Misinformation leads to bad choices, and nowhere is that more true than policy that affects Black Americans.
On Monday, Pew released results of a survey that show 61 percent or Black Americans, and 45 percent of their white counterparts, believe that race relations in our country are "generally bad." It has gone up dramatically since the poll was last taken in 2008, where the percentages were 59 percent and 34 percent respectively.
The survey reveals other interesting differences. While Black survey takers overwhelmingly blamed lower-quality schools and discrimination for why "some Blacks have a harder time getting ahead than whites," white people seem to be sticking to "family instability" and "lack of good role models" as the cause of the problems that face the Black community.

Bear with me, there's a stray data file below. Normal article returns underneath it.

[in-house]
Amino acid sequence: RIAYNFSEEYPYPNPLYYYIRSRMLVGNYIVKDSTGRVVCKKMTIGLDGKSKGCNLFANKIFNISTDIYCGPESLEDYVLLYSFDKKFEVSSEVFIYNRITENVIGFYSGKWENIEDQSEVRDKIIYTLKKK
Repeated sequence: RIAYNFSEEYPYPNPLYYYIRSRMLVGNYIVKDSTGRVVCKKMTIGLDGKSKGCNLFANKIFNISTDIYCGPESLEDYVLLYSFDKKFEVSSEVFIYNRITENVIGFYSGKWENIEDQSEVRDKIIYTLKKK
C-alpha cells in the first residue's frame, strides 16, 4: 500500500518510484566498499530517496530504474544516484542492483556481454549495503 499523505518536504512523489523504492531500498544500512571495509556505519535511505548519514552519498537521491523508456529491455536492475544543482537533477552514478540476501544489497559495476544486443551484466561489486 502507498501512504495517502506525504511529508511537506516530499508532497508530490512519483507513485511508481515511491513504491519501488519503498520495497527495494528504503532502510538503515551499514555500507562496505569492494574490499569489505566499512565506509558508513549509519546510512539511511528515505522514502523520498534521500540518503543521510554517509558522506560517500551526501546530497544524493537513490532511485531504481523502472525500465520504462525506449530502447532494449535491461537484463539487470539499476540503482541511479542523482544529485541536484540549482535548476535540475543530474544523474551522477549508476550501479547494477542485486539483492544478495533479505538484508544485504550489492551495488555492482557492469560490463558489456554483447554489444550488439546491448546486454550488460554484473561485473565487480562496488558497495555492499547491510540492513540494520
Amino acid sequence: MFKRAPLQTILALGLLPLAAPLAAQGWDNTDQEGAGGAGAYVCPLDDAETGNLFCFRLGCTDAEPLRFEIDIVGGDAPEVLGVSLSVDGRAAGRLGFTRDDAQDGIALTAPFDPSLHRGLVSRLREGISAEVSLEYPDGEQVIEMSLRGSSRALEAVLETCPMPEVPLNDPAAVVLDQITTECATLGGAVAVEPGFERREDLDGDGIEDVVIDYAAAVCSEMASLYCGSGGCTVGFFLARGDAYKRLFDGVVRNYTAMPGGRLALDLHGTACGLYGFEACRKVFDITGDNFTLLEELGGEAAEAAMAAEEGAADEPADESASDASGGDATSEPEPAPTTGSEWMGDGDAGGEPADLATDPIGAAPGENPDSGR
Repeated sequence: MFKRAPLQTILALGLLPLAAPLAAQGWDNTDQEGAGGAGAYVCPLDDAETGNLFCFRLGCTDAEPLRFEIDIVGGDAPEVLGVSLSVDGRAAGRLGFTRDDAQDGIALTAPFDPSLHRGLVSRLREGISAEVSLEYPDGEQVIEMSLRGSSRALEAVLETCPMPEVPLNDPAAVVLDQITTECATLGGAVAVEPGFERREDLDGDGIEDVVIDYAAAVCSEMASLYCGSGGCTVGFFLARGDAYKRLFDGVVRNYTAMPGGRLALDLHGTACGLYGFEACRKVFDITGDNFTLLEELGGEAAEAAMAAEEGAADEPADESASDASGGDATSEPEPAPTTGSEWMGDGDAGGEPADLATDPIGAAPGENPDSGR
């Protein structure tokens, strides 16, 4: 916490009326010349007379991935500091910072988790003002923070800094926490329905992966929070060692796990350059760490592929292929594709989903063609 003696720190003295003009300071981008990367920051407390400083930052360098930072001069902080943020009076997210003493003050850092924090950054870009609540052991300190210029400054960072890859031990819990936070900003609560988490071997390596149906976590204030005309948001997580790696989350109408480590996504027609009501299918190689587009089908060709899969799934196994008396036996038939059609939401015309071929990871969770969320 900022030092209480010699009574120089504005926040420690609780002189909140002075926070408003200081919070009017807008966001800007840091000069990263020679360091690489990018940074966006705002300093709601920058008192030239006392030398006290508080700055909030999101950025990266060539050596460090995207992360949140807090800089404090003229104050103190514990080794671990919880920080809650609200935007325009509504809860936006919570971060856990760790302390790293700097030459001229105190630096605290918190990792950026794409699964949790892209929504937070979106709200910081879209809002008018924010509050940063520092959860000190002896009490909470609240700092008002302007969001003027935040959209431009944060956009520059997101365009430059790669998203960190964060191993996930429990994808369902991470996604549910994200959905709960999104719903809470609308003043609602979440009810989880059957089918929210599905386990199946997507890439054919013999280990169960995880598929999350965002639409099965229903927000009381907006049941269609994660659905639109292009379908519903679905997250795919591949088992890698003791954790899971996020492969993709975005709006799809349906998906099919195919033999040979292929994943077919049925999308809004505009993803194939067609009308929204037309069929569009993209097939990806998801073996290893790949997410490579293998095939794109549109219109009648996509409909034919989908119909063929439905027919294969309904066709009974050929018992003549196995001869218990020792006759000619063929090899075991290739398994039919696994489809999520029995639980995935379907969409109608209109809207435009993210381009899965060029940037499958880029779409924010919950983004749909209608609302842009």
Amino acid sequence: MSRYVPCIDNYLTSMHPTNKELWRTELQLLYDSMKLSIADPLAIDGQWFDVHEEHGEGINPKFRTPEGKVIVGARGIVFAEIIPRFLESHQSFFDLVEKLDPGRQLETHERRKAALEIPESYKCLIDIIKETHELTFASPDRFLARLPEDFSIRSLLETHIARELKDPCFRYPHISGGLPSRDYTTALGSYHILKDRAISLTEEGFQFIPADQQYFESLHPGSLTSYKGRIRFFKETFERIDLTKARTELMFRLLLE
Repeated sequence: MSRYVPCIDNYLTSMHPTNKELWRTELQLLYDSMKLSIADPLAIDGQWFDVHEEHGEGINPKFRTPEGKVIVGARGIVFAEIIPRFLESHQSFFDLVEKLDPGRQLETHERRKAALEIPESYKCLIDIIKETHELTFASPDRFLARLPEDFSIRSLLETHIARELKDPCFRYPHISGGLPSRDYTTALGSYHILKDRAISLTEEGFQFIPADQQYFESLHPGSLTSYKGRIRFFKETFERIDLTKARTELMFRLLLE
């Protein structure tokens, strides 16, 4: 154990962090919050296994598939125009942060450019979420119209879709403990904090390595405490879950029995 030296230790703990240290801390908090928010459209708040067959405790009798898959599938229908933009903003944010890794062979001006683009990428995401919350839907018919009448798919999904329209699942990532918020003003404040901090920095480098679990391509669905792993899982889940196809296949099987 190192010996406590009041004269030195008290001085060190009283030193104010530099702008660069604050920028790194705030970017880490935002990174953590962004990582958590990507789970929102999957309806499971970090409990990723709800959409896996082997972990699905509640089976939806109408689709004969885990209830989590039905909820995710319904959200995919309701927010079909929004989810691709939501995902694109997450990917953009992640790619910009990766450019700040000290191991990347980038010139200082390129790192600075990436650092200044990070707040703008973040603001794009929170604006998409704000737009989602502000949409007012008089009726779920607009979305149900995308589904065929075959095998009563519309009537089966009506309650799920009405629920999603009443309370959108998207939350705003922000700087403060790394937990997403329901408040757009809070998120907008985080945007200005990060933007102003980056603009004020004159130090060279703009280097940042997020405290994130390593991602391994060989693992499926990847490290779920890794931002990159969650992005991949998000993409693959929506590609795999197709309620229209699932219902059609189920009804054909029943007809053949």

Philip N. Cohen, a sociologist at the University of Maryland, has debunked the outdated myth of "cultural poverty" in Black communities.
"Because African-Americans are worse off than whites, and they also have more family instability, it is not surprising that so many people confuse the cause and effect," Cohen said to Fusion. "People are always inclined to blame people's lower status on their visible behaviors. However, research shows that instability in Black families is much more a consequence of poverty and hardship than is its cause." He added, "Unemployment, discrimination, segregation, incarceration and health disparities all take a toll on Black family life in America, as they always have."
Unsurprisingly, Republican answers were even more dramatic, saying there is now too much discussion regarding race in America. The sentiment makes sense considering another result in the poll — that a third of white people blame President Barack Obama for making race relations worse.
It is both fascinating, and troubling, to see that people who live in the same country can see the world so differently.
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